is getting enough milk). After the first three to four days, the baby
should have increasing bowel movements so that by the end of the first
week he should be passing at least two to three substantial yellow
stools each day. In addition, many infants have a stained diaper with
almost each feeding. A baby who is still passing meconium on the fourth or fifth day
of life should be seen at the clinic the same day. A baby who is
passing only brown bowel movements is probably not getting enough, but
this is not a very reliable sign.
Some breastfed babies, after the first three to four weeks of life, may
suddenly change their stool pattern from many each day, to one every
three days or even less. Some babies have gone as long as 20 days or
more without a bowel movement. As long as the baby is otherwise well,
and the stool is the usual pasty or soft, yellow movement, this is not
constipation and is of no concern. No treatment is necessary or desirable, because no treatment is necessary or desirable for something that is normal.
Any baby between five and 21 days of age who does not pass at least one
substantial bowel movement within a 24 hour period should be seen at the
breastfeeding clinic the same day if possible, but certainly within a
couple of days. If this same baby is soaking at least 6 heavy wet
diapers (see #3, Urination), then baby is most likely fine and getting
enough. Generally, and only as a general rule, small, infrequent bowel
movements during this time period mean insufficient intake. There are
definitely some exceptions and everything may be fine, but it is better
Urination (pees). If, after about 4 or 5 days of age, the baby is soaking six
diapers in a 24 hour period, (the diapers should be soaking, not just
damp or just wet) you can be reasonably sure that the baby is getting a
lot of milk (if he is breastfeeding only). Unfortunately, the new super
dry "disposable" diapers often do indeed feel dry even when full of
urine, but when soaked with urine they are heavy. It should be obvious
that this indication of milk intake does not apply if you are giving the
baby extra water (which, in any case, is unnecessary for breastfed
babies, and if given by bottle, may interfere with breastfeeding). The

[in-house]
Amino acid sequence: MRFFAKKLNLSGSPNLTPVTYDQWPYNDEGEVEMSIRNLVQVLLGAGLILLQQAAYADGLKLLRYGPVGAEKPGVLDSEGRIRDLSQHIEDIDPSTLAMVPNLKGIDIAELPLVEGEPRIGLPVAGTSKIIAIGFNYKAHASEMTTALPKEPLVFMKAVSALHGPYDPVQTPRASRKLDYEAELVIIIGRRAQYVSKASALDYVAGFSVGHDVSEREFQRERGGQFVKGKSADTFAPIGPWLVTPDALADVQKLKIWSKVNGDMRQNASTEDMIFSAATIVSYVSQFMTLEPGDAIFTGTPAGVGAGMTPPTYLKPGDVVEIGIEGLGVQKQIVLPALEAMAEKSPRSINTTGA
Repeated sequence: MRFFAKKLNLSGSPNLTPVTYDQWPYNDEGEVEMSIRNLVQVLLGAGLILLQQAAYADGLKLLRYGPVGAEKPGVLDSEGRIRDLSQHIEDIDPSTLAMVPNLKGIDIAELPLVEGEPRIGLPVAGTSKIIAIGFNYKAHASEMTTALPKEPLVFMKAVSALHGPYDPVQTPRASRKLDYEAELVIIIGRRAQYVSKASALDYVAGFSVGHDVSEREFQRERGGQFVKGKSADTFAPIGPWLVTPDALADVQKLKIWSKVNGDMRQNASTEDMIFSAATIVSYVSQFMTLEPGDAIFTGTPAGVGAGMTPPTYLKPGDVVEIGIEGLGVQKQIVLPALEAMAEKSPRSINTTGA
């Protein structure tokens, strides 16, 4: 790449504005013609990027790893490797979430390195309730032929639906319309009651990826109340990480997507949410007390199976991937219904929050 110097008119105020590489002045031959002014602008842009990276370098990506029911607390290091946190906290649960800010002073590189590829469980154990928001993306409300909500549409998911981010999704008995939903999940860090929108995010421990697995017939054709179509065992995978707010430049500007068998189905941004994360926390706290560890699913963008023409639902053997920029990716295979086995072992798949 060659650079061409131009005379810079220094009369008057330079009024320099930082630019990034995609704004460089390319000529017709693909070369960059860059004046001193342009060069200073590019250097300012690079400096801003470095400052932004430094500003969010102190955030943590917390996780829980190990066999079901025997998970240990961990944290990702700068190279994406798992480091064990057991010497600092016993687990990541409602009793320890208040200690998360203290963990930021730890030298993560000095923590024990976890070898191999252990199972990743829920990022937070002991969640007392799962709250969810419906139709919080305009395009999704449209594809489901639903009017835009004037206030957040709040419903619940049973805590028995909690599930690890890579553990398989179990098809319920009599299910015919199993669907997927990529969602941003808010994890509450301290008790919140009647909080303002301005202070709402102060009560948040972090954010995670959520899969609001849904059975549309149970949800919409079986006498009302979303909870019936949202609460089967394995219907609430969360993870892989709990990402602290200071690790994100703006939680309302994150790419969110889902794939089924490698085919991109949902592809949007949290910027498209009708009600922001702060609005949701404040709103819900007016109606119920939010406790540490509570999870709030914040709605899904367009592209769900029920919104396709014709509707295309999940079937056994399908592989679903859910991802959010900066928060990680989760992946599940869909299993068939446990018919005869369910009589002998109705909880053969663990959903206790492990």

baby's urine should be almost colourless after the first few days,
though occasional darker urine is not of concern.
During the first two to three days of life, some babies pass pink or red
urine. This is not a reason to panic and does not mean the baby is
dehydrated. No one knows what it means, or even if it is abnormal. It
is undoubtedly associated with the lesser intake of the breastfed baby
compared with the bottle fed baby during this time, but the bottle
feeding baby is not the standard on which to judge
breastfeeding. However, the appearance of this colour urine should
result in attention to getting the baby well latched on and making sure
the baby is drinking at the breast (see the video clips at nbci.ca to
see babies breastfeeding well or not). During the first few days of
life, only if the baby is well latched on can he get his mother's milk.
Giving water by bottle or cup or finger feeding at this point does not
fix the problem. It only gets the baby out of hospital with urine that
is not red. Fixing the latch and using compression will usually fix the
problem (See information sheet Protocol to Increase Breastmilk Intake).
If fixing the latch and breast compression do not result in better
intake, there are ways of giving extra fluid without giving a bottle
directly (see the information sheet Lactation Aid). Limiting the duration or frequency of feedings can also contribute to decreased intake of milk.
Notes on scales and weights
Your breasts do not feel full. After the first few days or
weeks, it is usual for most mothers not to feel full. Your body adjusts
to your baby's requirements. This change may occur quite suddenly.
Some mothers who are breastfeeding perfectly well never feel engorged or
The baby sleeps through the night. Not necessarily. A baby who
is sleeping through the night at 10 days of age, for example, may, in
fact, not be getting enough milk. A baby who is too sleepy and has to
be woken for feeds or who is "too good" may not be getting enough milk.
There are many exceptions, but get help quickly.
The baby cries after feeding. Although babies sometimes cry
after feedings because of hunger, there are also other reasons for